"What does the writer or speaker (rhetor) know? How is rhetorc regarded in terms of ethos (credibility). If marginalized in some way, how might the rhetor carve out a space to be heard? Who is your audience? What does the audience already know? What are their expectations? What is your purpose? To persuade? Entertain? Inform? Express? Or a combination of these purposes?"
Ultimately, Gent adds, it isn't just about knowing about the organizational positions and motivations of individuals are on your team, but being considerate of their current personal situation.
"Whether you are giving them instructions or trying to persuade them to act in a particular way, the more attention you pay to who and where they are, the more you will be able to adapt your message to them."
Keep in Mind What is On and Around You During Meetings
We've all had the struggle of finding that 'perfect' place to have a Zoom meeting or conference call only to realize your pet needs attention or your child has woken up early from their nap.
Storch says there are certain things you can't control in a virtual workspace and others you can. One of those things is to continue to dress as per office expectations and practices as well as paying mind to the environment around you.
"Attendees or participants need to consider ways in which they can attend and contribute with professionalism. Having items around you, behind you, on walls, etc. can be distracting to the discussion and distract from your overall message. In order for individuals to focus on the message you are conveying, select a well-lit space with minimal to no distractions behind you or around you."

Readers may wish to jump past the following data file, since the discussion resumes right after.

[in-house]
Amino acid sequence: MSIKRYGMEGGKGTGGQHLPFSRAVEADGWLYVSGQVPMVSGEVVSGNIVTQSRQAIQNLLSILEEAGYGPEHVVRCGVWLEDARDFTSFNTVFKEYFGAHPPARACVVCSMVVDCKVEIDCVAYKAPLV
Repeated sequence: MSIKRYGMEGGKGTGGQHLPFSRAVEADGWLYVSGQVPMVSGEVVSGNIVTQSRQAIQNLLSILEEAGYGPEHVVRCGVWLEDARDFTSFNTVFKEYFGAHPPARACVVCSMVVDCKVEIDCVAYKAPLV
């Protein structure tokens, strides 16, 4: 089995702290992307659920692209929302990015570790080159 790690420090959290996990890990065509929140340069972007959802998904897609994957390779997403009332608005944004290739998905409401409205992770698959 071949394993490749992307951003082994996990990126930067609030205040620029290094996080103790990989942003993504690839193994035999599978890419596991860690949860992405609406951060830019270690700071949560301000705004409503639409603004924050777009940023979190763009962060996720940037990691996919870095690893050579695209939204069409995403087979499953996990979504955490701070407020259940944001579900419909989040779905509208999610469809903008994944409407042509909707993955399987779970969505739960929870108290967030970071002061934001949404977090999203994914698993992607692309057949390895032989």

Set Up Time and Space for "Water Cooler" Conversations
While technology has allowed us to stay connected, even during isolation, there are certain aspects of an office environment that do not translate over as easily, like the random idea someone had in the hallway that turns into your next big project.
"Please consider, how are you and your teams cultivating intentional moments within meetings or in other times of the day?," Storch says. "Consider the social styles of your workers and coworkers. Further, in this time of uncertainty, how are you ensuring employees are heard and valued?"